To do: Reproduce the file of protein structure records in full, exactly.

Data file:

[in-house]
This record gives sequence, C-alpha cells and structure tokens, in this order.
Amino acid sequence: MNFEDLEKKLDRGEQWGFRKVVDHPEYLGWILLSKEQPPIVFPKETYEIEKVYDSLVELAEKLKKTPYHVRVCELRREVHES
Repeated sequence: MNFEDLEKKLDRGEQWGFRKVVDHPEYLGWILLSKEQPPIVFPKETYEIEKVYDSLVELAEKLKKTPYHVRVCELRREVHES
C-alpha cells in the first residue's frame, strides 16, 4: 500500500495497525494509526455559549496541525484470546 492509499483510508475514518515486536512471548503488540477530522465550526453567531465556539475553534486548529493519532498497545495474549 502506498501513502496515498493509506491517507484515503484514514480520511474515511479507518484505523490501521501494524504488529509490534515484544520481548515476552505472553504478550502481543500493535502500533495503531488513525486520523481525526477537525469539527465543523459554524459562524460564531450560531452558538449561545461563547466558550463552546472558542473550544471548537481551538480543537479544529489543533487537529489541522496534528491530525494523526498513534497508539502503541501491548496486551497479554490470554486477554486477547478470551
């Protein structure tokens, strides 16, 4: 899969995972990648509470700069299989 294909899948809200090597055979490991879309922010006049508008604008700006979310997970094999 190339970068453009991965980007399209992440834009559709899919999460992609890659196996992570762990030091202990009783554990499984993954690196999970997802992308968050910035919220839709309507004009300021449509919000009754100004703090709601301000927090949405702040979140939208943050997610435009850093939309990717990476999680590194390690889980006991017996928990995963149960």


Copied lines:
[in-house]
This record gives sequence, C-alpha cells and structure tokens, in this order.
Amino acid sequence: MNFEDLEKKLDRGEQWGFRKVVDHPEYLGWILLSKEQPPIVFPKETYEIEKVYDSLVELAEKLKKTPYHVRVCELRREVHES
Repeated sequence: MNFEDLEKKLDRGEQWGFRKVVDHPEYLGWILLSKEQPPIVFPKETYEIEKVYDSLVELAEKLKKTPYHVRVCELRREVHES
C-alpha cells in the first residue's frame, strides 16, 4: 500500500495497525494509526455559549496541525484470546 492509499483510508475514518515486536512471548503488540477530522465550526453567531465556539475553534486548529493519532498497545495474549 502506498501513502496515498493509506491517507484515503484514514480520511474515511479507518484505523490501521501494524504488529509490534515484544520481548515476552505472553504478550502481543500493535502500533495503531488513525486520523481525526477537525469539527465543523459554524459562524460564531450560531452558538449561545461563547466558550463552546472558542473550544471548537481551538480543537479544529489543533487537529489541522496534528491530525494523526498513534497508539502503541501491548496486551497479554490470554486477554486477547478470551
């Protein structure tokens, strides 16, 4: 899969995972990648509470700069299989 294909899948809200090597055979490991879309922010006049508008604008700006979310997970094999 190339970068453009991965980007399209992440834009559709899919999460992609890659196996992570762990030091202990009783554990499984993954690196999970997802992308968050910035919220839709309507004009300021449509919000009754100004703090709601301000927090949405702040979140939208943050997610435009850093939309990717990476999680590194390690889980006991017996928990995963149960």